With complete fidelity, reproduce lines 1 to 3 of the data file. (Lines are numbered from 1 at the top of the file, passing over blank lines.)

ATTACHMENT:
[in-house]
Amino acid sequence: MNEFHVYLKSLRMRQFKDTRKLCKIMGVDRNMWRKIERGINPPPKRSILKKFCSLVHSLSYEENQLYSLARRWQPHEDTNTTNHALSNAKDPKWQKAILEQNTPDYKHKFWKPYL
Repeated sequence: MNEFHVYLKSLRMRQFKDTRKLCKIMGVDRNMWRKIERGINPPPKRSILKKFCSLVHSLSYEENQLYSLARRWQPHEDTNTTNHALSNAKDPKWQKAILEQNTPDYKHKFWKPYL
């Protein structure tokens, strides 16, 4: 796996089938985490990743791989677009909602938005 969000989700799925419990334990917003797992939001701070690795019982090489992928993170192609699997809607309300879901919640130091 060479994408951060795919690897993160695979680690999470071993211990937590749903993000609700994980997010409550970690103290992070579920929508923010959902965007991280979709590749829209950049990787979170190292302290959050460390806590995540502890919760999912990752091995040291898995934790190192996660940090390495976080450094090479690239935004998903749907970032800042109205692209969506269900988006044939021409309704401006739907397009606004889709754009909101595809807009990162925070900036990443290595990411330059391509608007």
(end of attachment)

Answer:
[in-house]
Amino acid sequence: MNEFHVYLKSLRMRQFKDTRKLCKIMGVDRNMWRKIERGINPPPKRSILKKFCSLVHSLSYEENQLYSLARRWQPHEDTNTTNHALSNAKDPKWQKAILEQNTPDYKHKFWKPYL
Repeated sequence: MNEFHVYLKSLRMRQFKDTRKLCKIMGVDRNMWRKIERGINPPPKRSILKKFCSLVHSLSYEENQLYSLARRWQPHEDTNTTNHALSNAKDPKWQKAILEQNTPDYKHKFWKPYL